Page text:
[Classic post from 9-25-14]
I’ve worked hard, and often a lot of hours, and have committed myself to get the job done in most applications. I’m not a slacker. However, I learned a very valuable (to me) lesson about being a manager, which has been my job title in one way or another and one enterprise or another most of my life. That lesson is this: I understood very early into management that a good manager learns how to delegate and create space to be able to grow.
In The E Myth Revisited, Michael E Gerber demonstrates that it is at least as important for the manager to work on the business as in the business. So many managers work in the business and rarely on the business. How do you grow an organization that way?
It is often stated this way: “I’m too busy for any of that.” Or, “I’ve got too much to do and I’ll get to that when I can.” Maybe it is, “I need help!” Or, “I need a bigger team, or more hours in the day, more support from above me, and so on.” The list is long, but there must be time to think, to plan, to design, to expand.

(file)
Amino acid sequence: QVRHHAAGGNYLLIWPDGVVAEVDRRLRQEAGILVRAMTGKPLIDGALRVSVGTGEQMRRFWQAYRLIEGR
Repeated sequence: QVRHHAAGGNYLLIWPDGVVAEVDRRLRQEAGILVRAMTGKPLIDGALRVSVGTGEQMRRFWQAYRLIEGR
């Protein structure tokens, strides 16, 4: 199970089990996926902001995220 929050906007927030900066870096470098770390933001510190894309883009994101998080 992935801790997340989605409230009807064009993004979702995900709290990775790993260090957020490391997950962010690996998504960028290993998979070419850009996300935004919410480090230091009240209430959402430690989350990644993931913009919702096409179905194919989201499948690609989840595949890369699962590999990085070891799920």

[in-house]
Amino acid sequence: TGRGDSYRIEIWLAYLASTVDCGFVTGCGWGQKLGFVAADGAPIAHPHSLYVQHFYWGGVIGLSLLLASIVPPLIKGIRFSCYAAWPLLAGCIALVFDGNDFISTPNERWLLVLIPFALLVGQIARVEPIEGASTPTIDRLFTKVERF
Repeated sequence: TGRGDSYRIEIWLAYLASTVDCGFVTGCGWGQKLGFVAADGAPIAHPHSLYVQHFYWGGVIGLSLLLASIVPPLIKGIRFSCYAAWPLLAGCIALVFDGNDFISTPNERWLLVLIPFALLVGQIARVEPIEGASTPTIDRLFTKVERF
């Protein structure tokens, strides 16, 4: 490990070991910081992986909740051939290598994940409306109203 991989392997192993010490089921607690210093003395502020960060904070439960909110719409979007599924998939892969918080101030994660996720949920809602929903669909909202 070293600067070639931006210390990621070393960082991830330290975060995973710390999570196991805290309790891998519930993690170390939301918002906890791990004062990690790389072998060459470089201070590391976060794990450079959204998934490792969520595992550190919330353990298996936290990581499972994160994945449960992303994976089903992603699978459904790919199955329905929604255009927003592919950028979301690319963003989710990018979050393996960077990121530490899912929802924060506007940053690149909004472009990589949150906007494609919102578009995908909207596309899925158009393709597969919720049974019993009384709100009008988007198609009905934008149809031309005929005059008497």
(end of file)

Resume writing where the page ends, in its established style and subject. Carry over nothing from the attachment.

I know some managers whom’s day is completely filled to capacity and beyond with emergencies. They are putting out fires here, helping the wounded there, doing the selling they cannot trust others to do, responding to the boss, cleaning up the debris, filling in for the outage, feeling indispensable and looking extremely important. Everything that is happening right now is so important that there can be no time for planning and preparation, solving issues that create the fires, and so much more than a manager was designed to accomplish.
When I started my first opportunity as a seasoned manager to take over a failing commercial sales department, they wanted me to do exactly as my predecessor did. They wanted me to manage the department AND be a selling manager. I refused. It doesn’t work. So they relented and it was a massive success on their part.
If you are a manager directing a department, or a key manager in a certain area, it is going to be to your benefit and that of the company tenfold to MAKE THE TIME–take the time–create the time to work on the business at least as much if not more than in the business. You need to make a case if they object, as I did in refusing to be a selling manager.
Or not. This is just my opinion of course, but I can assure you that it has made a huge difference to my own sanity and that of those I have served, and continue to serve.
Consider this as well: I think this philosophy is equally important for any salesperson.
“Capital Isn’t That Important In Business. Experience Isn’t That Important. You Can Get Both Of These Things. What Is Important Is Ideas.” — Harvey Firestone
Spread Some Joy Today–You have the time. Take it. Create some joy for yourself and others. The easiest route is always finding things and people to appreciate.